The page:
"Solving a mystery, one shell casing at a time"

Dead to Rights is Namco's answer to Hong Kong action movies and noir thrillers, dipped deep in character archtypes and white-knuckle action gaming. For the GameCube, this is one of the few great action games available. Ported from the Xbox with revised controls and game mechanics, as well as a rebalanced difficulty, Dead to Rights is a more delectable experience.

Dead to Rights makes an attempt at a noir crime story, but it's not very gripping. You play as Jack Slate, a K-9 cop who has had someone close to him murdered. One the trail of the killers, he is betrayed and framed for murder. There are a few interesting plot twists, and the game does a decent job at keeping you guessing who the main bad guy is. However, some plot points (such as killer clown commandos and fighting homicidal construction workers to name a few) are really dumb. The story at least gets credit for wrapping up every single loose end by the time the credits roll.

Dead to Rights' graphics are certainly dated. Indoor environments are quite detailed, although a few places - such as the prison or some of the warehouses - are noticeably very lacking in decoration. There are a variety of levels, ranging from nondescript warehouses and prisons to brothels, hotels, and even a jumbo jet. Character models look pretty good for their time, but the animations are stiff and inhuman. Guns are held by outstretched arms, and Jack performs gun dives with his arms stretched awkwardly.

The voice acting is decent, but the sound effects are pretty good. Gunfire sounds appropriate, with every gun having a very distinct sound. The music is lame, however. The dialogue won't be winning any awards and the lack of subtitles is a nuisance, but at least the lines are performed with gusto.

Dead to Rights' lengthy 10+ hour campaign consists of lots of shooting and lots of hand-to-hand combat, punctuated with some minigames.

The shooting is, by and large, the game's greatest strength. There is a huge arsenal to choose from, and no single gun feels useless. You have a variety of pistols (almost all of which you can dual wield), a myriad of automatics (Uzis, M4s, AK47s, etc), shotguns and explosive weapons (grenade launchers and flamethrowers). The shooting controls are pretty simple: you lock onto a target with the R trigger, then fire with A. You can swap targets and move around with the two sticks. In keeping with the action movie theme, Jack NEVER reloads... he merely discards the empty guns and pulls out fresh ones. It's a very cool game mechanic, and a good alternative to needing to reload your guns. It's probably a good thing that you don't have to, since you'll be facing huge crowds of gun-wielding foes. If you're really in a pinch, you can use your slow motion dive. Its usage is strictly tied to an adrenaline meter, but when the slow mo kicks in, you can take down 6+ foes without a scratch. You can also grab human shields - very useful - or take cover behind walls. By hugging a wall, you can target enemies around the corner, pop out and fire a few shots, and then back away. When you have to snipe, though, the shooting is rather annoying since the manual aim control is very loose and awkward.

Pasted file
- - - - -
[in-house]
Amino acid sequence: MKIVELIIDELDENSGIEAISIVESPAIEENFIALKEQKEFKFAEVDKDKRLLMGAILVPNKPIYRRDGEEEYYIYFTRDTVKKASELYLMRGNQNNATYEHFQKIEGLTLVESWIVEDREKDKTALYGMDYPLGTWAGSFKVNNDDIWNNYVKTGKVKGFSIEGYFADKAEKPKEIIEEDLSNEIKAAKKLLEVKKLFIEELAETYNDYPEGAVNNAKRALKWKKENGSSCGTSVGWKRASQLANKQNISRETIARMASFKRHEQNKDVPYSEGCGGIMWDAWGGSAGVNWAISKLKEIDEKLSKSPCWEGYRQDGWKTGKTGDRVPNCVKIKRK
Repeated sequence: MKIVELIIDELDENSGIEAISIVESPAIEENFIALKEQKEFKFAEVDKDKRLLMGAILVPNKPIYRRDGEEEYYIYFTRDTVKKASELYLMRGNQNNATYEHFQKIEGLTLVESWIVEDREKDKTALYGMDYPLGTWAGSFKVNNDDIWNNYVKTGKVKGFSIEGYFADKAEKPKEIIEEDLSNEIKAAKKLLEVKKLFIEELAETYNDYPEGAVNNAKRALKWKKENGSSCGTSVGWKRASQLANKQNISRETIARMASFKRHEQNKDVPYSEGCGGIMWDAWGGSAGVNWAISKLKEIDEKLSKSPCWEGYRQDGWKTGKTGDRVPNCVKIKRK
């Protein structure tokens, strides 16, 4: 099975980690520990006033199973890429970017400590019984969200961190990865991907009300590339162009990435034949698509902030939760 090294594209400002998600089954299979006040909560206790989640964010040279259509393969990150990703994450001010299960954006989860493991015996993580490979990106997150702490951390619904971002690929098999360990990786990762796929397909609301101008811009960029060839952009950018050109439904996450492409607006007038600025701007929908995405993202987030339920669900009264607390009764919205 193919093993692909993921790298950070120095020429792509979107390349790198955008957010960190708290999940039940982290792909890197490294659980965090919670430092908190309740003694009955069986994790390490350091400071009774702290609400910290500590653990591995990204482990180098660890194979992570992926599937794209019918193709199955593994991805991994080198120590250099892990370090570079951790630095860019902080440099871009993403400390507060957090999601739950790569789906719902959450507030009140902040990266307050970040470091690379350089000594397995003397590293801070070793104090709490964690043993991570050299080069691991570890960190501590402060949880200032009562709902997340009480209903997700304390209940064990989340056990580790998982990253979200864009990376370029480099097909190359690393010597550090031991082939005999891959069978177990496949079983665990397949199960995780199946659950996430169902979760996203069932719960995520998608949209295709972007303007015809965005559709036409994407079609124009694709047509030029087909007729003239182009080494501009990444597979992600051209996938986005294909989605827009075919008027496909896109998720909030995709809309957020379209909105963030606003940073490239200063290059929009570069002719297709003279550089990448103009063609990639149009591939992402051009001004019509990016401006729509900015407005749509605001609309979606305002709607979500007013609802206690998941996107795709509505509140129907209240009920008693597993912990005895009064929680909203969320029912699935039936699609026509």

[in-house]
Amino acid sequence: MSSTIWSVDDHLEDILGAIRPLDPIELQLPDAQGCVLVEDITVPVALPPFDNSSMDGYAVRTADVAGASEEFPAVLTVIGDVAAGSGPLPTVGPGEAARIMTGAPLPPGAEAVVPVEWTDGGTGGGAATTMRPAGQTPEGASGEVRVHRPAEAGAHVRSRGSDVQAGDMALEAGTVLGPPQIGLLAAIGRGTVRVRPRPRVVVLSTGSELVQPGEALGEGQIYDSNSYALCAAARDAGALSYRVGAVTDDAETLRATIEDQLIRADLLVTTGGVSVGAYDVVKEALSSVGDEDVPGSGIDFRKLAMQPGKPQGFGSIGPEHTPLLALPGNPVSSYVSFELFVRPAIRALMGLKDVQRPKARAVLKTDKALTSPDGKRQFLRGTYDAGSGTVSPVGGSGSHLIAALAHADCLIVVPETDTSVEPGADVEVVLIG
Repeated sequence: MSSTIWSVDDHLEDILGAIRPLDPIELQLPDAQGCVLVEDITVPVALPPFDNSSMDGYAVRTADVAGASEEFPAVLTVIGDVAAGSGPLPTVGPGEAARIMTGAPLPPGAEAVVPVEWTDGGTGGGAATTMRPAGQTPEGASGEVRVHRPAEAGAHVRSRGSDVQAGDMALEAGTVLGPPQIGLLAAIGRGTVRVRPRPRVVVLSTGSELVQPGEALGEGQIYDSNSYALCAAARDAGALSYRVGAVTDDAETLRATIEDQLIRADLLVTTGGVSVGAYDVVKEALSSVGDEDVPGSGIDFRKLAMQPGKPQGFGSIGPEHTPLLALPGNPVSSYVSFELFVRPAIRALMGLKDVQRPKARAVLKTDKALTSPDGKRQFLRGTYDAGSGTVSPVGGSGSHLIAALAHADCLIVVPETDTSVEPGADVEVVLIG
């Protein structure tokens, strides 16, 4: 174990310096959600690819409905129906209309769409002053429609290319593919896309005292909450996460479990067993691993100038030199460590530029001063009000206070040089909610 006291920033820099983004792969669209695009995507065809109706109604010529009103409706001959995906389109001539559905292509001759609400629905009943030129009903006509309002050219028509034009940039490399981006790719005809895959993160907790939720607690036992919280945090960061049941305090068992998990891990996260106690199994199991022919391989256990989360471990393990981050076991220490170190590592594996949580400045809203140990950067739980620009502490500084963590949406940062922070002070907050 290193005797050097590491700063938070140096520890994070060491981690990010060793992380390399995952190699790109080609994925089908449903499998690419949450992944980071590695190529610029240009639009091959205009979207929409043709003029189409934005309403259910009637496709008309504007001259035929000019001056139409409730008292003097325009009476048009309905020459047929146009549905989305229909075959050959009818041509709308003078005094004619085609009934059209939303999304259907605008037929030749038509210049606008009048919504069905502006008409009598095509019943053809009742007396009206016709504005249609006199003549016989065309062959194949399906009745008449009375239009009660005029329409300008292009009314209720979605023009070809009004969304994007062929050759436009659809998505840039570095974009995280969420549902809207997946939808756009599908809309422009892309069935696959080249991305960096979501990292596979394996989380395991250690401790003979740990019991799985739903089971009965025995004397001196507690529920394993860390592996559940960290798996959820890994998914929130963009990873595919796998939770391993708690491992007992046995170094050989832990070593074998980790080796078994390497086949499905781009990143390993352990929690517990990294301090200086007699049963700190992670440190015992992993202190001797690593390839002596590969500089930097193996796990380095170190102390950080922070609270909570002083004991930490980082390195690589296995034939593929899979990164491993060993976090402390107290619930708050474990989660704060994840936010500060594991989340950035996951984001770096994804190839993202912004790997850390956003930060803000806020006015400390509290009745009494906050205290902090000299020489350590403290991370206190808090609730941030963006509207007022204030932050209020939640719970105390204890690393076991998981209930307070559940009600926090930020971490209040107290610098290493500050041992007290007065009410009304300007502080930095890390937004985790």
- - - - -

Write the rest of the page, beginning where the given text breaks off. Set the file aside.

The hand-to-hand is not nearly as much fun. I cannot state how much I hate the brawling, but it makes up a fairly large portion of the game. There are a variety of moves you can perform. You can grapple with foes and block their attacks as well, but it's easiest to just mash A and B 'til you win. Thankfully, the hand-to-hand is very much toned down from the Xbox version. A more interesting aspect of hand-to-hand is having weapon disarms - you can unlock about 12 different disarm moves (very reminiscent to wrestling moves) which lets you instantly kill an enemy and steal their weapon.

Jack Slate has a dog, Shadow, who plays a part in the action. He's mainly there to kill a bad guy when you call him. After mauling said baddie, he will retrieve his gun for you. Shadow is also used in a bomb-sniffing minigame, but he's mainly there as a regenerating homing missile. Shadow isn't available in most levels, however.

Speaking of minigames, Dead to Rights breaks up the hardcore action with short 5-10 minute distractions. These include lockpicking, stripper dancing, boxing, weightlifting, bomb defusal, etc. They're not very fun and require a lot of button mashing skill. You can replay them after you beat them by accessing them from the main menu, but I don't see why you would want to.

Dead to Rights is basically a 10+ kill fest, as you murder corrupt cops, Mafia thugs, killer clown commandos, construction workers, prisoners, foundry workers, etc. There are several boss fights peppered throughout the game, and a few of them have some interesting twists. I honestly had much more fun playing the console versions, as opposed to the PC version of the game. This is one case where the game is much more fun with a controller in hand.

+ Arcade style shooting and brawling
+ Disarm moves, human shields, dogs mauling bad guys
+ Minigames are a decent distraction
+ Infinitely better controls with (any) controller
- Hokey story that even I can't stand
- Dated presentation

Reviewer's Rating:   3.5 - Good

Originally Posted: 08/21/08

Game Release: Dead to Rights (US, 11/25/02)

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